Considerations for bundling/serving CSS

  • Avoid using @import in CSS at all costs, it blocks parsing the rest of your styles while it goes off to make more network requests for the imported files.

  • The browser doesn't really care about the number of stylesheets used, after CSS is parsed the browser it treats all CSS like one giant stylesheet anyway. Feel free to use as many stylesheets as you want. CSS has performance limitations in other areas, but the number of stylesheets isn't one of them.

  • Individual CSS files can be cached by the browser, where inline styles cannot be cached. A cached stylesheet loads much faster than one that has to be transferred over a network each time.

  • The best way to add a stylesheet to HTML is via the <link> tag.

  • CSS can also be embedded in a <style> tag inside HTML, but it's a tradeoff: you save a network request for the stylesheet, but forfeit the chance for the browser to cache that stylesheet.

  • You can add styles to HTML with Javascript via the CSSOM, or with <link> or <style> tags in the DOM, or by setting the style property. Adding CSS with JavaScript is the least desirable option, so a good rule of thumb here is to do anything in CSS that can be done in CSS.

  • Depending on whether you have HTTP/2 enabled on your server, it may be more efficient to send many small files versus sending one large file. Bundling multiple files into one might not be the most efficient way your server is configured to send files. The answer will depend on your server configuration, and the number and size of the files you are serving.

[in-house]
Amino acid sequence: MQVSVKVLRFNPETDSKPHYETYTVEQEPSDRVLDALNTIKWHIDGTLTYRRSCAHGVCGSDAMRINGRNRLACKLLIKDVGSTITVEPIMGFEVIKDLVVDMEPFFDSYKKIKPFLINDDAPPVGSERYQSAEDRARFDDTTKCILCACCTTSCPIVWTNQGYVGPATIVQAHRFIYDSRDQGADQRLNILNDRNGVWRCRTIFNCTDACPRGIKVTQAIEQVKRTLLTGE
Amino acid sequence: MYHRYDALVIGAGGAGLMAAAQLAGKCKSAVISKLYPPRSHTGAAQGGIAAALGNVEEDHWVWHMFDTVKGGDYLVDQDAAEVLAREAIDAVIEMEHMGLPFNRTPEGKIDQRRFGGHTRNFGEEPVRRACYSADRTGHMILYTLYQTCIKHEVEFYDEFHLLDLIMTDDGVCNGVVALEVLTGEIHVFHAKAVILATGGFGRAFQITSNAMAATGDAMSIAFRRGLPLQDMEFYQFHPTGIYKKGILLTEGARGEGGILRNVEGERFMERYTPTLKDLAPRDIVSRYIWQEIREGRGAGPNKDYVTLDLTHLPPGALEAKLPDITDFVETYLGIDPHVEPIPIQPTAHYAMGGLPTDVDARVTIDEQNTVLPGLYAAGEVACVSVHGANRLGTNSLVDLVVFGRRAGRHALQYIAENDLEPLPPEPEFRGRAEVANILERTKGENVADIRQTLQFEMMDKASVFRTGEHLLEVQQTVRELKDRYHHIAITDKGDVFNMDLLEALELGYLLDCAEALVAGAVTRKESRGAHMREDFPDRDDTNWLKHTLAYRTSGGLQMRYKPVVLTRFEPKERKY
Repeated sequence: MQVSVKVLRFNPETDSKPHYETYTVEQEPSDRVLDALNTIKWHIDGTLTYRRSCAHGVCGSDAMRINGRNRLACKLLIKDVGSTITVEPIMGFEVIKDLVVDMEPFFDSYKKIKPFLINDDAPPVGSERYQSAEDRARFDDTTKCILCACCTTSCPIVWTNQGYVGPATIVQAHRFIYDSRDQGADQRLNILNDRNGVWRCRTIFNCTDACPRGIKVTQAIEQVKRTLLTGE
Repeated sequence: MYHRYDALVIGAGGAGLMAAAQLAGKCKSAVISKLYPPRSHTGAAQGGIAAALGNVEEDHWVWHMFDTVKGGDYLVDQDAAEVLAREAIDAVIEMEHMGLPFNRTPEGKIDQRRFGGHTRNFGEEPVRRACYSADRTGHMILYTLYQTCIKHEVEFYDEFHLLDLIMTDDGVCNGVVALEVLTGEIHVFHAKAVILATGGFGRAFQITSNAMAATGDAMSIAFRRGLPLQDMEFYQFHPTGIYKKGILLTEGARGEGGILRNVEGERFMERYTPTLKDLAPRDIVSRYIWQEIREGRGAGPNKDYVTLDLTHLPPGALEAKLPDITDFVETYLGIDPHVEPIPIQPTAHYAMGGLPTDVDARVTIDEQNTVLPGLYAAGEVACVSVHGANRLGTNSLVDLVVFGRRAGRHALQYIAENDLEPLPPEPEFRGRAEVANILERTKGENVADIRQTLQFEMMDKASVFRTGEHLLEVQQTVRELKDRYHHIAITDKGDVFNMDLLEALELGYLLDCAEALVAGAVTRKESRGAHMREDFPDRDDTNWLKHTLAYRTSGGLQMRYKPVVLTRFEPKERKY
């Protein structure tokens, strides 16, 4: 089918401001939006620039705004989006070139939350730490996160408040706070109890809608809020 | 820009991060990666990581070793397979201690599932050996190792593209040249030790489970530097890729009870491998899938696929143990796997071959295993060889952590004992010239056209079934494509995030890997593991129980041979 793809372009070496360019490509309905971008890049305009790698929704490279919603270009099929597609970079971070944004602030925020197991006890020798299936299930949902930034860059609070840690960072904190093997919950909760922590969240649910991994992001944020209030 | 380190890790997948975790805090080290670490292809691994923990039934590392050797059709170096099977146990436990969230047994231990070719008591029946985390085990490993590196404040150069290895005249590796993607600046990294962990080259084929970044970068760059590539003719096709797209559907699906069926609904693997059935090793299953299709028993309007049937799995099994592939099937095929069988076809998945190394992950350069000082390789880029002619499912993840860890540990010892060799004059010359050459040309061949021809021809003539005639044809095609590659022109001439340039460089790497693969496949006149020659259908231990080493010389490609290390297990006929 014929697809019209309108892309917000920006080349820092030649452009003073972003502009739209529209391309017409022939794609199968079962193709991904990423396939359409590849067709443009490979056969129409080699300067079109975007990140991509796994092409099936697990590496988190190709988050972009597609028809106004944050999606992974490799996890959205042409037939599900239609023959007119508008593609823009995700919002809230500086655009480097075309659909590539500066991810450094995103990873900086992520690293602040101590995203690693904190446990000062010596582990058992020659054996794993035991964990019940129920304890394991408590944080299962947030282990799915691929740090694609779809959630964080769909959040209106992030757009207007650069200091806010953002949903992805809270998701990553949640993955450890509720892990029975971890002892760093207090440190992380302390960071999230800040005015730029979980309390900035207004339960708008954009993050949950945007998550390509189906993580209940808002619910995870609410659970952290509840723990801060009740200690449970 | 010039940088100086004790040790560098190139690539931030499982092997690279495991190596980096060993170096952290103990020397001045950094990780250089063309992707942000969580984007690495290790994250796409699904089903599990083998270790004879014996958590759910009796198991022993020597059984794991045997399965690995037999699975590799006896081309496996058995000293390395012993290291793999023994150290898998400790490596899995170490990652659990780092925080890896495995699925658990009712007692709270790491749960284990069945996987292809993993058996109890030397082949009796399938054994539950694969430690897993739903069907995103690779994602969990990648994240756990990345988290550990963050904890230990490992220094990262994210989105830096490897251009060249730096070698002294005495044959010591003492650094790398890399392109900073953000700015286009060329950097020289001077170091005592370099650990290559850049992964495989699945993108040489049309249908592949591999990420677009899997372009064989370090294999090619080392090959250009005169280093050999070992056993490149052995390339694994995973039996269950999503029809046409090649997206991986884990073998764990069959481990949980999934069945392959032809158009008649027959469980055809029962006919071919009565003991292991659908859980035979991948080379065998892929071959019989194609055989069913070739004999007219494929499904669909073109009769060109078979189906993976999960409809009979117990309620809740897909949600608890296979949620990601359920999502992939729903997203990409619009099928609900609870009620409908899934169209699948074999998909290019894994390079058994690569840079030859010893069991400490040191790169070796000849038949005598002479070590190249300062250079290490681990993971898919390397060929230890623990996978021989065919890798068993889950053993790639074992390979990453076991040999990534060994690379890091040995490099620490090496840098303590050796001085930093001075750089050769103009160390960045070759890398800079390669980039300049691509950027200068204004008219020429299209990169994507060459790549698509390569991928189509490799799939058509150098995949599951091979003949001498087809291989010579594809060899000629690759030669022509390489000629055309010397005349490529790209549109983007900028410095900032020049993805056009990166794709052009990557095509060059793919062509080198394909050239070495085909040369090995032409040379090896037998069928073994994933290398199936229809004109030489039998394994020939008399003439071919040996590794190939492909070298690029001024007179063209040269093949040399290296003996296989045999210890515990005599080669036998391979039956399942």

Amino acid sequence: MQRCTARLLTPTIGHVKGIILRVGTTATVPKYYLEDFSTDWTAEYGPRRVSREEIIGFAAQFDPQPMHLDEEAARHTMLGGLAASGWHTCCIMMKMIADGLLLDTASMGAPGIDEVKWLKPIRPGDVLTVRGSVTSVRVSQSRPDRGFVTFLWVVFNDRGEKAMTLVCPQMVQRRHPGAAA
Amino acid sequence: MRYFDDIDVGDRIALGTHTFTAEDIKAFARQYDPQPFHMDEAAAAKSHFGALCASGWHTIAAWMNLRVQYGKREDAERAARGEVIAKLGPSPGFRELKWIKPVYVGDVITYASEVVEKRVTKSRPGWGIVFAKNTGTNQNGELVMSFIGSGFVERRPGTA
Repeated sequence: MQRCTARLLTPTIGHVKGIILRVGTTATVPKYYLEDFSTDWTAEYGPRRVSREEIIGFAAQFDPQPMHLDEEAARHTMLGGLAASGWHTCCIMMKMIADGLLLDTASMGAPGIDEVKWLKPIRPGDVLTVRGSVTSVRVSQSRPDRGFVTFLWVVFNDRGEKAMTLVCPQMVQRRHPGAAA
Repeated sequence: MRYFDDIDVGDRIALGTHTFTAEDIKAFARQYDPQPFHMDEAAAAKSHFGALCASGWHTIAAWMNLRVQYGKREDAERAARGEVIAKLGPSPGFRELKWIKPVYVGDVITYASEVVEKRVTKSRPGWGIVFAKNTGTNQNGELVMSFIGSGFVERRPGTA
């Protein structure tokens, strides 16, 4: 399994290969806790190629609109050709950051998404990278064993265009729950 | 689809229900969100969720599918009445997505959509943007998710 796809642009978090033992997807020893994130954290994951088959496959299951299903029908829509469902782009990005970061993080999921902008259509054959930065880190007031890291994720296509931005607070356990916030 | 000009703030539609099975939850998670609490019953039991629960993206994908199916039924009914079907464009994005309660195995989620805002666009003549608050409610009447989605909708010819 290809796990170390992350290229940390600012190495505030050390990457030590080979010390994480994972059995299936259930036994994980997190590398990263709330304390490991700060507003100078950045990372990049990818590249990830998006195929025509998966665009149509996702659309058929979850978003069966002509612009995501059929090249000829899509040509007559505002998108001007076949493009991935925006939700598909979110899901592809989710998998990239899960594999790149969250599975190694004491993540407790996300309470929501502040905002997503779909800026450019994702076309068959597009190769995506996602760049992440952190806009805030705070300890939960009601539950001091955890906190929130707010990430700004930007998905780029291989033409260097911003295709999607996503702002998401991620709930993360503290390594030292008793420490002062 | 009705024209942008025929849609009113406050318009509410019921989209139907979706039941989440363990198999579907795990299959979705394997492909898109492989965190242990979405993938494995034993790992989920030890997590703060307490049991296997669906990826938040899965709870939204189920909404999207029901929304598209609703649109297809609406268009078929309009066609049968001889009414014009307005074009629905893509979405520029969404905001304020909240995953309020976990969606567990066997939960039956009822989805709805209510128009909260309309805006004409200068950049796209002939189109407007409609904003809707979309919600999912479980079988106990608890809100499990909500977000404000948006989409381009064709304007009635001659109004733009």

• If you want to bundle multiple files into one CSS file, you don't really need a special bundling tool. Adding the contents of the stylesheet files together into one file (concatenating the files), paying attention to the order they are loaded in (to respect the cascade) is all that's required. It could be as simple as this command:

$ cat *.css > bundle.css
  • If you want to reduce bandwidth, enable GZIP compression on your server. Repeated parts of files compress well, so the more consistent your code formatting, usually the better the compression.

  • If you want to reduce filesize, the CSS minifier I recommend is CSSnano, but whether you minify your CSS or not—keep in mind that the savings here are tiny so don't stress over it, and don't waste too much time if it doesn't work. Failing to optimize just 1 image on your site might wipe out any benefit you can get by squeezing all the extra space out of your CSS.

Comments (7)

Jason Knight's photo

Part of why I say use a monolithic stylesheet for the ENTIRE site. That means only one LINK per media target (assuming you don't go full re-re by omitting media="" or derping it to "all") so less handshaking, minimal blocking, and of course better leveraging of caching models since you can pre-cache the appearance of subpages.

But then I stand by my statement that 90%+ of all websites have ZERO legitimate excuse for using more than 48k of CSS in one file per media target apart from -- here come those words again -- ignorance and incompetence.